But despite my adamant insistences to this effect, I’ve had two food-related articles published in The New York Times this week. Last Sunday, I reviewed The Devil in the Kitchen, the memoir of Marco Pierre White, the histrionic but talented London chef, for the paper’s Book Review. The British press hated White’s book*, but I attribute this to their inability to judge it on its own merits; White is a celebrity there, and a polarizing one at that, so the Brit food writers, already known for their stunt vitriol, were ready to tee off on Marco’s shaggy head. Me, I thought the book was pretty good.
In the Times’s Dining In/Dining Out section, I have an article borne of my frustration with, er, chicken fingers. It’s better explained here.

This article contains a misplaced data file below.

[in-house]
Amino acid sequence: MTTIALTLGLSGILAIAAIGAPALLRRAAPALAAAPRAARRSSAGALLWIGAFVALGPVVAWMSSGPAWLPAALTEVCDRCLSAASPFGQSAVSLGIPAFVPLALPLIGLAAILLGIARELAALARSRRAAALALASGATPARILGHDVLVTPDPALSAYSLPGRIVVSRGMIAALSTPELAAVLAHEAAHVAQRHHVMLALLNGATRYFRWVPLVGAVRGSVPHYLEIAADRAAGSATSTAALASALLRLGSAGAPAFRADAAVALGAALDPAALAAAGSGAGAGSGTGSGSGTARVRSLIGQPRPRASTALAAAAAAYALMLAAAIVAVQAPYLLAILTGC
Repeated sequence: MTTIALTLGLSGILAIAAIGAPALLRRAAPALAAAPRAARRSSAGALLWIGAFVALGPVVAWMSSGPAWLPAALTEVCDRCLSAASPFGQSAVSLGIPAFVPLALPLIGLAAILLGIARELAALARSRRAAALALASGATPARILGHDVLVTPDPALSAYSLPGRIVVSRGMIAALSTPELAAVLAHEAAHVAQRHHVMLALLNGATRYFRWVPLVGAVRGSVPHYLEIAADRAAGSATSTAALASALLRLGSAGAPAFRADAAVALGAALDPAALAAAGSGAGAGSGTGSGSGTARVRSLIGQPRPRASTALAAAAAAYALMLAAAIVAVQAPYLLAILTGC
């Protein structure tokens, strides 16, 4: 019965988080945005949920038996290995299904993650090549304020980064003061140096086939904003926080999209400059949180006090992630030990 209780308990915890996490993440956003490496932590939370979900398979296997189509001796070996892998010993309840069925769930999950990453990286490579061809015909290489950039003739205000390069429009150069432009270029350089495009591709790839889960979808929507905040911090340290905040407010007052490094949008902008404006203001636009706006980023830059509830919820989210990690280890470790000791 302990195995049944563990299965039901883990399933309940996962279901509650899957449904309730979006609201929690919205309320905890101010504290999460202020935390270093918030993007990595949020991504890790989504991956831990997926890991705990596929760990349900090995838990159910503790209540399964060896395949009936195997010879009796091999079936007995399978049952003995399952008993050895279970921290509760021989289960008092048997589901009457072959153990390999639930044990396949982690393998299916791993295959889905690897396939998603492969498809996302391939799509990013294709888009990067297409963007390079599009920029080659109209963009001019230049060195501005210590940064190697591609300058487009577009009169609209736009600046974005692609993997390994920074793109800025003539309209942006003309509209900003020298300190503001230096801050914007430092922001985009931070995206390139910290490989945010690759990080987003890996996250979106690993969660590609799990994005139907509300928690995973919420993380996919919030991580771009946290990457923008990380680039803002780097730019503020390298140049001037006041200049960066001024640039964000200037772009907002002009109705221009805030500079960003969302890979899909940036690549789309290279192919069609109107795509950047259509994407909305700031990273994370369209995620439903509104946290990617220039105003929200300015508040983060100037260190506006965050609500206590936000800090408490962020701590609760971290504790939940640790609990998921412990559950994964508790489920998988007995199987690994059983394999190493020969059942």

* Since I originally posted this entry, Mr. James Steen, who was White’s co-writer on The Devil in the Kitchen, has written to me to note that there were some British reviewers and arbiters who liked the book. “Before publication,” Steen says, “there was a bidding war for serialisation rights and all the big players-the Telegraph, the Mail, the Sunday Times-were keen to snap it up, which suggests that they liked it. In the end, it was serialised by the Telegraph. There were some lovely reviews. And yes, there were a couple of bad reviews. Actually, bad is an understatement. They were vicious beyond belief.”